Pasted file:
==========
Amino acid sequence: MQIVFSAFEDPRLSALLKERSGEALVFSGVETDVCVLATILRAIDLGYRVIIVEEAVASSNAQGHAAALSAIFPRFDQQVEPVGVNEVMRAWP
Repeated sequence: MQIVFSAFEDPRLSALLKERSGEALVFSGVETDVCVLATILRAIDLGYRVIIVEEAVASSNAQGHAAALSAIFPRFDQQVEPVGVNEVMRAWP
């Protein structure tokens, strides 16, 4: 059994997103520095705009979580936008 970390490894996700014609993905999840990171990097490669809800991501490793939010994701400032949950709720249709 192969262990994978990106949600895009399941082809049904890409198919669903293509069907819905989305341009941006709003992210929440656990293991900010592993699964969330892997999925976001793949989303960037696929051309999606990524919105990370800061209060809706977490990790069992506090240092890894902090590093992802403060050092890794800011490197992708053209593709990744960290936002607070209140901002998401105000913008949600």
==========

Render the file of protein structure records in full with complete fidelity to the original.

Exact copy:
Amino acid sequence: MQIVFSAFEDPRLSALLKERSGEALVFSGVETDVCVLATILRAIDLGYRVIIVEEAVASSNAQGHAAALSAIFPRFDQQVEPVGVNEVMRAWP
Repeated sequence: MQIVFSAFEDPRLSALLKERSGEALVFSGVETDVCVLATILRAIDLGYRVIIVEEAVASSNAQGHAAALSAIFPRFDQQVEPVGVNEVMRAWP
């Protein structure tokens, strides 16, 4: 059994997103520095705009979580936008 970390490894996700014609993905999840990171990097490669809800991501490793939010994701400032949950709720249709 192969262990994978990106949600895009399941082809049904890409198919669903293509069907819905989305341009941006709003992210929440656990293991900010592993699964969330892997999925976001793949989303960037696929051309999606990524919105990370800061209060809706977490990790069992506090240092890894902090590093992802403060050092890794800011490197992708053209593709990744960290936002607070209140901002998401105000913008949600």